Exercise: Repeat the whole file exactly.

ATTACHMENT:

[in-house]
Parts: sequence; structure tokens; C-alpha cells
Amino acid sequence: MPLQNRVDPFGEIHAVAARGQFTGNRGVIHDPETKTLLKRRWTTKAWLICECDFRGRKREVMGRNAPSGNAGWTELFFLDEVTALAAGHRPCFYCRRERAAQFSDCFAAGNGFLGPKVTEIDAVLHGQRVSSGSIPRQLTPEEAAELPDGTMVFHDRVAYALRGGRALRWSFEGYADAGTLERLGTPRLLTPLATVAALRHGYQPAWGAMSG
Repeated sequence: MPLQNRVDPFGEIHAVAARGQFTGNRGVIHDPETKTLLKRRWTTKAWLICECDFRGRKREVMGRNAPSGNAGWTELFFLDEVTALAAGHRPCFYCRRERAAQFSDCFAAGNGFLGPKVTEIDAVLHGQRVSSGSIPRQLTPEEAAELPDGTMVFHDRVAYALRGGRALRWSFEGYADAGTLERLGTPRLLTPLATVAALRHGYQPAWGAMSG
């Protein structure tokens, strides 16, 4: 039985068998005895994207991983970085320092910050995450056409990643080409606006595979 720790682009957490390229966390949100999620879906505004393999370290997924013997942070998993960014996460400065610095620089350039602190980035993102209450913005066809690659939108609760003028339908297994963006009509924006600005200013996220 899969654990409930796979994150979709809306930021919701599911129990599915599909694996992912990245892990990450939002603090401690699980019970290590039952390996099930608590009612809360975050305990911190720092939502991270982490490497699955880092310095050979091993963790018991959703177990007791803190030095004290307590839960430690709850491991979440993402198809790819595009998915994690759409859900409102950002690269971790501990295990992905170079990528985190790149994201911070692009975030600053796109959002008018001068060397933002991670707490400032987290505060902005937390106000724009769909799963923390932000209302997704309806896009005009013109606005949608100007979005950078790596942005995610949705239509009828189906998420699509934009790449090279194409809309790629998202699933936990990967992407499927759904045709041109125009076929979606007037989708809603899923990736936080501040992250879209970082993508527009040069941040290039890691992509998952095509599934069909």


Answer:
[in-house]
Parts: sequence; structure tokens; C-alpha cells
Amino acid sequence: MPLQNRVDPFGEIHAVAARGQFTGNRGVIHDPETKTLLKRRWTTKAWLICECDFRGRKREVMGRNAPSGNAGWTELFFLDEVTALAAGHRPCFYCRRERAAQFSDCFAAGNGFLGPKVTEIDAVLHGQRVSSGSIPRQLTPEEAAELPDGTMVFHDRVAYALRGGRALRWSFEGYADAGTLERLGTPRLLTPLATVAALRHGYQPAWGAMSG
Repeated sequence: MPLQNRVDPFGEIHAVAARGQFTGNRGVIHDPETKTLLKRRWTTKAWLICECDFRGRKREVMGRNAPSGNAGWTELFFLDEVTALAAGHRPCFYCRRERAAQFSDCFAAGNGFLGPKVTEIDAVLHGQRVSSGSIPRQLTPEEAAELPDGTMVFHDRVAYALRGGRALRWSFEGYADAGTLERLGTPRLLTPLATVAALRHGYQPAWGAMSG
């Protein structure tokens, strides 16, 4: 039985068998005895994207991983970085320092910050995450056409990643080409606006595979 720790682009957490390229966390949100999620879906505004393999370290997924013997942070998993960014996460400065610095620089350039602190980035993102209450913005066809690659939108609760003028339908297994963006009509924006600005200013996220 899969654990409930796979994150979709809306930021919701599911129990599915599909694996992912990245892990990450939002603090401690699980019970290590039952390996099930608590009612809360975050305990911190720092939502991270982490490497699955880092310095050979091993963790018991959703177990007791803190030095004290307590839960430690709850491991979440993402198809790819595009998915994690759409859900409102950002690269971790501990295990992905170079990528985190790149994201911070692009975030600053796109959002008018001068060397933002991670707490400032987290505060902005937390106000724009769909799963923390932000209302997704309806896009005009013109606005949608100007979005950078790596942005995610949705239509009828189906998420699509934009790449090279194409809309790629998202699933936990990967992407499927759904045709041109125009076929979606007037989708809603899923990736936080501040992250879209970082993508527009040069941040290039890691992509998952095509599934069909």